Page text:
Why Procter & Gamble and Wal-Mart Are the Dow's Highfliers Today

Twenty-seven of 30 Dow components are down today, so why are P&G and Walmart moving higher?

Travis Hoium
Travis Hoium
Jul 8, 2014 at 3:30PM

The Dow Jones Industrial Average (DJINDICES:^DJI) has fallen 0.7% in late trading for another rough day. As of this writing only three of 30 Dow components are in the black. With earnings season just minutes from starting with Alcoa's quarterly report, there may be some trepidation over coming numbers and new market highs.

But with such a broad sell-off on no economic or earnings news, I'd look at this as just another volatile day on Wall Street. Foolish investors who take the long-term view shouldn't get worked up and certainly shouldn't change their investment thesis today. Instead, wait for earnings to reassess your individual stocks.

Tide is one of P&G's consumer staples that never seem to lose shelf space.

Two stocks moving higher today
While the Dow is down, members Procter & Gamble (NYSE:PG) and Wal-Mart (NYSE:WMT) are 0.5% and 0.8% higher, respectively. One of the drivers is a flight to safety in companies with consistent businesses, but both also got a boost from recent news.

Procter & Gamble today announced a dividend of $0.6436 per share, continuing a 124-year run of payouts that has been highlighted by dividend increases in each of the last 58 years. When it comes to stalwart dividends few even come close to this consumer goods giant, and that'll likely continue well into the future. The company makes many consumer staples, from laundry detergent to toilet paper, and has stable shelf space in retail stores that will keep it profitable for years to come. A strong dividend is a sign of a good competitive moat and that's the hallmark of Procter & Gamble's business.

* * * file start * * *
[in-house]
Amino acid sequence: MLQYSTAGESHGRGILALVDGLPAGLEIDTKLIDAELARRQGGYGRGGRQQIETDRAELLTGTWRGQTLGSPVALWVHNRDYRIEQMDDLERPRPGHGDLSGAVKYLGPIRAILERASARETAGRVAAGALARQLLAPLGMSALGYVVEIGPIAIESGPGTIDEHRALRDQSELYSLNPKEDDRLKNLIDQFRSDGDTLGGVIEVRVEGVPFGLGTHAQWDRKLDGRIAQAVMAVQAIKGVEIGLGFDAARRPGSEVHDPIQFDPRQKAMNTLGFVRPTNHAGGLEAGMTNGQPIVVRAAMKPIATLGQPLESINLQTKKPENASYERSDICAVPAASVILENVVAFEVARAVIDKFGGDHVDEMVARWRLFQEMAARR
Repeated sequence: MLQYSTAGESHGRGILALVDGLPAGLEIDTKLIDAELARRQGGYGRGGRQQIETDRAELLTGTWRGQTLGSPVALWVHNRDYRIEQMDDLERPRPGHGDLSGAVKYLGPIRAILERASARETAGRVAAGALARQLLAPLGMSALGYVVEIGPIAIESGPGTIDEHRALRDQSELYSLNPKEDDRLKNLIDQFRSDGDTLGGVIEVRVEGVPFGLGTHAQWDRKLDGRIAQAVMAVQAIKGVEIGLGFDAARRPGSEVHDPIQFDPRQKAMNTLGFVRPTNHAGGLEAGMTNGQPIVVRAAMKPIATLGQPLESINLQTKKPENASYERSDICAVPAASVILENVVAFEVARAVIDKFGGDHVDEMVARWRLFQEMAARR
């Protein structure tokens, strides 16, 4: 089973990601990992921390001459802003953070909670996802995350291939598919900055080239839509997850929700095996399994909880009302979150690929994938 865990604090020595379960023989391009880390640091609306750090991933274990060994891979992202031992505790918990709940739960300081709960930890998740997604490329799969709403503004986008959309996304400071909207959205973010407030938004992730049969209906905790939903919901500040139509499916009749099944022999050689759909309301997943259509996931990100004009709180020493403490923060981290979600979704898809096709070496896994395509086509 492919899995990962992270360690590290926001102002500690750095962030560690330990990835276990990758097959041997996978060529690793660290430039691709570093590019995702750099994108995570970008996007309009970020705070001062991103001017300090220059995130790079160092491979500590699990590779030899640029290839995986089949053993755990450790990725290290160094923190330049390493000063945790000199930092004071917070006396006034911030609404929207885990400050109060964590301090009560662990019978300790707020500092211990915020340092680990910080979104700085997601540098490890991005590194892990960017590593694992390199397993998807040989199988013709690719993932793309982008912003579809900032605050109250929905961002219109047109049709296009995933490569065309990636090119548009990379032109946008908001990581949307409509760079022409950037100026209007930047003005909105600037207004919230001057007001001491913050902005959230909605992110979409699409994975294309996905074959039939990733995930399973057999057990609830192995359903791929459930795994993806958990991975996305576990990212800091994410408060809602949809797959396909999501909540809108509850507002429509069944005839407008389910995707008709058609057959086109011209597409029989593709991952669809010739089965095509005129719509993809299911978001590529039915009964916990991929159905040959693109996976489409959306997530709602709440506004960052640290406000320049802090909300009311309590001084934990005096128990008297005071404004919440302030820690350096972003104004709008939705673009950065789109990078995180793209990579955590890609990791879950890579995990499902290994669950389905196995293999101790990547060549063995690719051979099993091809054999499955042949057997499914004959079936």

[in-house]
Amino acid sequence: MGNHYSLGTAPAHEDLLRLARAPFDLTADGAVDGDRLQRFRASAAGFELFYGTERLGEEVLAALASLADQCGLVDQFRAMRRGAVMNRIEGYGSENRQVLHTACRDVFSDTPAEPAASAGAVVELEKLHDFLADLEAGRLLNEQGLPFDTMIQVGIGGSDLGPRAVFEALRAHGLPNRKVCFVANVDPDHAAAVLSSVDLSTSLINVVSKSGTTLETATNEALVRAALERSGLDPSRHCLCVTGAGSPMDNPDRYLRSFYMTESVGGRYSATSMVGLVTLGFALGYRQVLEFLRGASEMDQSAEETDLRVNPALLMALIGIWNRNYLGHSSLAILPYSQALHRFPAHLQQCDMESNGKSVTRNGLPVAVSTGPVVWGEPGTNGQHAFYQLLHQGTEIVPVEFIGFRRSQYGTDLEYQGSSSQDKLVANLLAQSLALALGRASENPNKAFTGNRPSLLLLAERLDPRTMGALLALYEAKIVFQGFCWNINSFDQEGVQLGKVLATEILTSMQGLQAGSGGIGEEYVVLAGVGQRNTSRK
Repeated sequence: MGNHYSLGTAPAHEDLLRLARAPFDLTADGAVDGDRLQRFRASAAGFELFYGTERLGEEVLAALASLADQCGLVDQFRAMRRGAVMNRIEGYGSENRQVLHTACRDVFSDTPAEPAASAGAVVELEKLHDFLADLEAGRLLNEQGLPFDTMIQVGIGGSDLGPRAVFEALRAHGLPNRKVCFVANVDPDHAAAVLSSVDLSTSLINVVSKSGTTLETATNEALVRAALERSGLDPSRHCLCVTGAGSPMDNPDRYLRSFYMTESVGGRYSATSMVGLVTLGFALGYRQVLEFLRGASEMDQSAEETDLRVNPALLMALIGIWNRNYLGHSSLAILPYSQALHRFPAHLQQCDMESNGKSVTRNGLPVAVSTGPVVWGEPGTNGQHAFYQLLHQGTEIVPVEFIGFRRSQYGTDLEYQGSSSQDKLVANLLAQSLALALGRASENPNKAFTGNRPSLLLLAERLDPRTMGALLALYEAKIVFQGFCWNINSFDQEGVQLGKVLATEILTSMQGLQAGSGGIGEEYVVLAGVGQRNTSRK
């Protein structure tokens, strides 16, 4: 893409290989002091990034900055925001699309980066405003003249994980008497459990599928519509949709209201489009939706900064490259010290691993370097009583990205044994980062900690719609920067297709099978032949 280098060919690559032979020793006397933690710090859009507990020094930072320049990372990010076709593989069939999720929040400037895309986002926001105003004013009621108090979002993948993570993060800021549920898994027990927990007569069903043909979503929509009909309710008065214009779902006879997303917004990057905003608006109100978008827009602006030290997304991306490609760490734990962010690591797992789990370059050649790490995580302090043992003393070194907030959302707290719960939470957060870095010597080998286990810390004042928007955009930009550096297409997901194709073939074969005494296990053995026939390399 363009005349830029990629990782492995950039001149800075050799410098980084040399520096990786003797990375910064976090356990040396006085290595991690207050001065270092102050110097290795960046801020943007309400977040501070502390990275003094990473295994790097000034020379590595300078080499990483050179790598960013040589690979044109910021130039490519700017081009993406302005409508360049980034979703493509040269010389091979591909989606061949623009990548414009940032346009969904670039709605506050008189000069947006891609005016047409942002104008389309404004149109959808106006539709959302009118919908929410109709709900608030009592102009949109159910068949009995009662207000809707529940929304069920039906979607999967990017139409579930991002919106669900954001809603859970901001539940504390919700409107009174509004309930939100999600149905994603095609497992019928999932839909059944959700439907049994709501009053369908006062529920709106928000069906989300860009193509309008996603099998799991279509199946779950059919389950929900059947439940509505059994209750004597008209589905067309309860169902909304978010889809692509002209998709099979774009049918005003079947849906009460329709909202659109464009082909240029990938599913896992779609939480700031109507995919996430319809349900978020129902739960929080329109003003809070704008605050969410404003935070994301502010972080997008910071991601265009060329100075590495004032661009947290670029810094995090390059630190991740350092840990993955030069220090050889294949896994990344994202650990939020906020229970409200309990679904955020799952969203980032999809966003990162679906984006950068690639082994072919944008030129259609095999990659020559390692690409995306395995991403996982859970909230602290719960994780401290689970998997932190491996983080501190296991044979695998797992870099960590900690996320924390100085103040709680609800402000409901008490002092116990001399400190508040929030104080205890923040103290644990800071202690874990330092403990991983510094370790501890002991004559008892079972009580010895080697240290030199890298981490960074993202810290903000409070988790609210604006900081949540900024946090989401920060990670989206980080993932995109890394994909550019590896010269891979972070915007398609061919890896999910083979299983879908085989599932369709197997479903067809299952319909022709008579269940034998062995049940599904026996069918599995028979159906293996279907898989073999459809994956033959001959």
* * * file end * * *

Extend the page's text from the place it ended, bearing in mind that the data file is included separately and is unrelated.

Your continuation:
Wal-Mart is up today despite five-straight quarters of negative same-store sales in the U.S. and a number of fumbles internationally. But both MarketWatch and The Wall Street Journal posted fairly positive articles about the company today, and when the markets fall the stock is often seen as a safe haven.

But Wal-Mart's long-term trends don't look particularly rosy. In an article here I highlighted how international operating income is dropping like a rock, while here I noted that operating margin and return on investment are plummeting, as you can see below.

Source: Wal-Mart SEC filings.

In the short term, investors may see an opportunity in Wal-Mart's size and safety, but long term there have to be concerns that international stores won't return to the profits the megaretailer expects and that U.S. stores will continue to see deteriorating sales. Changing store formats may help ease the pain for a time, but retail is fundamentally changing around the world. Few if any, retailers have ever made the kind of colossal shift Wal-Mart must to make to compete against online and specialty retailers.